Given the rampant torture and due process violations in Saudi Arabia’s criminal justice system, Bulgaria would violate the principle of nonrefoulement by deporting a highly visible critic of the Saudi government to Saudi Arabia.

    From 2011 to 2013, while al-Khalidi was living in Saudi Arabia, he advocated for the rights of prisoners in support of the Saudi Civil and Political Rights Association, also known as HASM. He participated in multiple demonstrations in support of Saudi detainees in Riyadh. In March 2013, al-Khalidi fled Saudi Arabia out of concern for his safety, first to Egypt, then Qatar, and finally Turkey.

    In exile, he continued his activism and worked as an opposition journalist. He was also active in an online Saudi movement established by the late journalist Jamal Khashoggi called the Electronic Bees, which sought to counter pro-Saudi government propaganda campaigns and online troll armies.

    In the aftermath of Khashoggi’s murder in 2018 in the Saudi Consulate in Istanbul, al-Khalidi feared for his safety. He did not renew his identity documents, which may have required him to appear in the same consulate where Khashoggi was murdered. On October 23, 2021, he fled yet again and crossed into Bulgaria to claim asylum.

    Human Rights Watch has repeatedly criticized rampant abuses in Saudi Arabia’s criminal justice system. These violations of defendants’ rights are so fundamental and systemic that it is hard to reconcile Saudi Arabia’s criminal justice system with the basic principles of the rule of law and international human rights standards.

    Saudi Arabia applies its uncodified interpretation of Islamic law as its national law. In the absence of a written penal code or narrowly worded regulations, judges and prosecutors can convict people on a wide range of offenses under broad charges such as “breaking allegiance with the ruler” or “trying to distort the reputation of the kingdom.”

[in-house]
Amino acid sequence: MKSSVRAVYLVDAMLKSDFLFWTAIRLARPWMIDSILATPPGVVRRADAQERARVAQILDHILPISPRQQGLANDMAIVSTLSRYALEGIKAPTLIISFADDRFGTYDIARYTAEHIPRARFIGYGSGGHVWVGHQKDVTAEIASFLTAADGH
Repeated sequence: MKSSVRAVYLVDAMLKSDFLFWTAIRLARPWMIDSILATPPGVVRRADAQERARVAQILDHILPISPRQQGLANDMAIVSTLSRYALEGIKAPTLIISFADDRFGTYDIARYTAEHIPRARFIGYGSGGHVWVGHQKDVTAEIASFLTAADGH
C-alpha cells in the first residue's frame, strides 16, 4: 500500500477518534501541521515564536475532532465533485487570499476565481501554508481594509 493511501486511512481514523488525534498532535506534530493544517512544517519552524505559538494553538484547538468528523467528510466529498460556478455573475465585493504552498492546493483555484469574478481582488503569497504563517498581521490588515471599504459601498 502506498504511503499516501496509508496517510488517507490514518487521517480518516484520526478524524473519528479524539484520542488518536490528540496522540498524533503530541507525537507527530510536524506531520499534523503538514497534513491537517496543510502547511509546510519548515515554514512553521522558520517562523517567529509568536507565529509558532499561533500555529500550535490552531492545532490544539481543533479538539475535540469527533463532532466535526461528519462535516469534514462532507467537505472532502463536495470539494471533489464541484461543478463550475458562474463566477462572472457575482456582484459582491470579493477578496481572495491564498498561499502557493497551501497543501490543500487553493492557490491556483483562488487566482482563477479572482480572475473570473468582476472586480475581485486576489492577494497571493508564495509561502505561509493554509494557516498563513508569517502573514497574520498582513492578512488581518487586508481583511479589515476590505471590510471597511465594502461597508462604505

Deporting al-Khalidi may violate Bulgaria’s international obligations, including article 3 of the Convention against Torture and Other Cruel, Inhuman or Degrading Treatment or Punishment, which states that “no State Party shall expel, return (“refouler”) or extradite a person to another State where there are substantial grounds for believing that he would be in danger of being subjected to torture.”

    It also may violate article 33 of the Convention Relating to the Status of Refugees, which prohibits the “return of a refugee in any manner whatsoever to the frontiers or territories where his life or freedom would be threatened on account of his race, religion, nationality, membership of a particular social group or political opinion.” Bulgaria is a signatory to both conventions.

    “Saudi Arabia’s human rights record remains abysmal, despite the billions of dollars that Mohammed bin Salman, its effective leader, has poured into whitewashing his abuses,” Shea said. “Al-Khalidi is in grave danger of arbitrary detention and torture if Bulgaria forcibly returns him.”